Friday, 8 July 2011

Dragon Basics

1. e4 c5
2. Nf3 d6
3. d4 cxd4 (open sicilian)
4. Nxd4 Nc6
5. Nc3 Nf6
6. Bc4 g6 (White play Fischer's favoured placement of the Bishop)
7. Bg5 Bg7 (Black plays the Dragon)

8. Qd2 Bd7 (White would ideally like to swap off the Dragon Bishop on h6 or g7 because this piece becomes stronger generally speaking the longer it is left on and kept alive!)

9. f3 h5 (White's move is designed to stop Ng4, but Bishop has already moved to g5 therefore White maybe planning a g4 push - but that would leave f3 weakened? Black has decided to defer castling with h5 to avoid an exchange of Bishops)

10. 0-0-0 a6 (Now White has castled Q-side - Black must start operations on this side of the board)

11. a3 Rc8 (I guess that white plans to stop the Knight hopping to b4, but the White Queen already controls this square so that 'extra' move may cost White!)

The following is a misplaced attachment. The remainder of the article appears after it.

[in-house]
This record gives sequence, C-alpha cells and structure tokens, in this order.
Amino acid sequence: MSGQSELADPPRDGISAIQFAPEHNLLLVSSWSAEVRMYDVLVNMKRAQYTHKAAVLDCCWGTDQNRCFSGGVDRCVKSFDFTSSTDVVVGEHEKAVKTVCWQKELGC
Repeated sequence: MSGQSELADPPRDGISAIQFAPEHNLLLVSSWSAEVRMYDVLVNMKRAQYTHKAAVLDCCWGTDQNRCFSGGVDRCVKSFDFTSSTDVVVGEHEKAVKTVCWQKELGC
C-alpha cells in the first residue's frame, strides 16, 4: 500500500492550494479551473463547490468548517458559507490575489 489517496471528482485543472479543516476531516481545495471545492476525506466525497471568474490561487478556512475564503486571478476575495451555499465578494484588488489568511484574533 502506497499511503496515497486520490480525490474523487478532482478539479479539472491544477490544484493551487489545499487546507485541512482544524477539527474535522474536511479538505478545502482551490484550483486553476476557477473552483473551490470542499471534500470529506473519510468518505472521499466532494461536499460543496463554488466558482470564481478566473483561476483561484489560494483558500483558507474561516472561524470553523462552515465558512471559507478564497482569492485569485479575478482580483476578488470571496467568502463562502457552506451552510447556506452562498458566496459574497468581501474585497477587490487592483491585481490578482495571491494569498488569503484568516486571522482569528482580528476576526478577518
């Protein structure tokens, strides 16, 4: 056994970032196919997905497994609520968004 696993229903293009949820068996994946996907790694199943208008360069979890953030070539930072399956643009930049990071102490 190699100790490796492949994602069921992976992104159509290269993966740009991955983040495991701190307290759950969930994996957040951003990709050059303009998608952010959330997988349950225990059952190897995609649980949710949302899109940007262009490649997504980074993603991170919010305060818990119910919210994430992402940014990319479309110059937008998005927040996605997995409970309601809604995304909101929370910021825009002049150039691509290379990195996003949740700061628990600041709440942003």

12. Ba2 Ne5 (I think that White preempted the Knight's move to e5, which is a standard line in the Dragon)

13. h3 Nc4 (Again, a pawn move without a real purpose! The better move is to attack Black's kingside and make him think ... h3 is too slow! )

14. Bxc4 Rxc4

15. Rde1 Qb6

16. Nb3 a5 (Black wants to dislodge the Knight on b3)

17. Kb1 a4 (Black achieves his objective)

18. Nc1 Nxe4! (Sacrificing the Knight for the game! The diagonal is clear for the Dragon Bishop to support mate on b2 and Queen is en-prise - the ideal Sicilian Dragon position for Black ... and a win)

if 19. Nxe4 then Qxb2# or if  19.fxe4 then Bxc3 20.Nd3 Bxd2 looks fine

0 - 1

Note: the above game was played at an amateur level (5 mins each on the clock). Stronger lines for White and Black are obviously playable but the character of this game provides great instruction for the amateur player who wants to aquaint themselves with the plans in the Sicilian Dragon.

No comments: